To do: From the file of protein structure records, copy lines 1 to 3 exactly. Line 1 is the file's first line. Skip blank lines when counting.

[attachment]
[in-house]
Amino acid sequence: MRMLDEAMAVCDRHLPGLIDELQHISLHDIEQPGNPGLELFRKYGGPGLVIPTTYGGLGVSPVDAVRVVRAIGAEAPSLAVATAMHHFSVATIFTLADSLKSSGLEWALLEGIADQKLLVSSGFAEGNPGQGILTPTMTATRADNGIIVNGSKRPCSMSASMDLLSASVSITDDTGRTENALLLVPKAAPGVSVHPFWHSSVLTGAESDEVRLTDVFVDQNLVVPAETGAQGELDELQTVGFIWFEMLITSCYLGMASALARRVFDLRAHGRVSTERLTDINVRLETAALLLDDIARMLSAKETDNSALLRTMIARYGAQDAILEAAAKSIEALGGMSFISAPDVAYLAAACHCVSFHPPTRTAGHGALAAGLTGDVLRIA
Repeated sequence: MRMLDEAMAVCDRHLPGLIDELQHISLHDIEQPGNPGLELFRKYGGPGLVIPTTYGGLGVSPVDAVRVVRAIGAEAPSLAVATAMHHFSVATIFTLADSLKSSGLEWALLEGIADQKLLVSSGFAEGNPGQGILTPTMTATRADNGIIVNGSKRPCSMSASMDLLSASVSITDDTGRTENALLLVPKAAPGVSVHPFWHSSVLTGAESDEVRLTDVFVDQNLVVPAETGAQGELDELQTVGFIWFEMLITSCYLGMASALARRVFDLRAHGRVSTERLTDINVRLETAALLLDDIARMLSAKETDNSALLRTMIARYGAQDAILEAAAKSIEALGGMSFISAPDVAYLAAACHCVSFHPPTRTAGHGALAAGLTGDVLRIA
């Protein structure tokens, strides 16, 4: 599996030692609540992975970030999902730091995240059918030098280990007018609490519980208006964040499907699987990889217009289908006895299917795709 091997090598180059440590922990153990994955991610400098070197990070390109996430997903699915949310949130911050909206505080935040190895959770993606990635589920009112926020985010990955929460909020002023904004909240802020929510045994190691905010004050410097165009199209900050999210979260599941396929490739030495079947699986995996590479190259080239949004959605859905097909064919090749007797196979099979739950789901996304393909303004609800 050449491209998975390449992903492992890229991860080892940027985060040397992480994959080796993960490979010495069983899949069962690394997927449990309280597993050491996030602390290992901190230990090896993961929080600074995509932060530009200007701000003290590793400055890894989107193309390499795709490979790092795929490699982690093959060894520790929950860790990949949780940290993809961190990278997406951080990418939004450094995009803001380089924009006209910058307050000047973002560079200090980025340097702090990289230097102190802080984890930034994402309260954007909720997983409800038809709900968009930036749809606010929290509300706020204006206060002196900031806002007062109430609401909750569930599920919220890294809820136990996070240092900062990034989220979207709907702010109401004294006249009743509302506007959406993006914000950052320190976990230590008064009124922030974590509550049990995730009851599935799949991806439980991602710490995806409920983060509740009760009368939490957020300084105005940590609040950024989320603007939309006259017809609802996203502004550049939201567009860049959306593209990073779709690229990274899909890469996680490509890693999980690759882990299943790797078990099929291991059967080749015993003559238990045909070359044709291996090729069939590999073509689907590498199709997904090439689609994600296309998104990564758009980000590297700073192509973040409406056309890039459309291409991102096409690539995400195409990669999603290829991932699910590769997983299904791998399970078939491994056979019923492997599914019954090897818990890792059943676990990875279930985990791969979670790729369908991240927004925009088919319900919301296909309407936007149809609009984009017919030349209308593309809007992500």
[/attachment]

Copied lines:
[in-house]
Amino acid sequence: MRMLDEAMAVCDRHLPGLIDELQHISLHDIEQPGNPGLELFRKYGGPGLVIPTTYGGLGVSPVDAVRVVRAIGAEAPSLAVATAMHHFSVATIFTLADSLKSSGLEWALLEGIADQKLLVSSGFAEGNPGQGILTPTMTATRADNGIIVNGSKRPCSMSASMDLLSASVSITDDTGRTENALLLVPKAAPGVSVHPFWHSSVLTGAESDEVRLTDVFVDQNLVVPAETGAQGELDELQTVGFIWFEMLITSCYLGMASALARRVFDLRAHGRVSTERLTDINVRLETAALLLDDIARMLSAKETDNSALLRTMIARYGAQDAILEAAAKSIEALGGMSFISAPDVAYLAAACHCVSFHPPTRTAGHGALAAGLTGDVLRIA
Repeated sequence: MRMLDEAMAVCDRHLPGLIDELQHISLHDIEQPGNPGLELFRKYGGPGLVIPTTYGGLGVSPVDAVRVVRAIGAEAPSLAVATAMHHFSVATIFTLADSLKSSGLEWALLEGIADQKLLVSSGFAEGNPGQGILTPTMTATRADNGIIVNGSKRPCSMSASMDLLSASVSITDDTGRTENALLLVPKAAPGVSVHPFWHSSVLTGAESDEVRLTDVFVDQNLVVPAETGAQGELDELQTVGFIWFEMLITSCYLGMASALARRVFDLRAHGRVSTERLTDINVRLETAALLLDDIARMLSAKETDNSALLRTMIARYGAQDAILEAAAKSIEALGGMSFISAPDVAYLAAACHCVSFHPPTRTAGHGALAAGLTGDVLRIA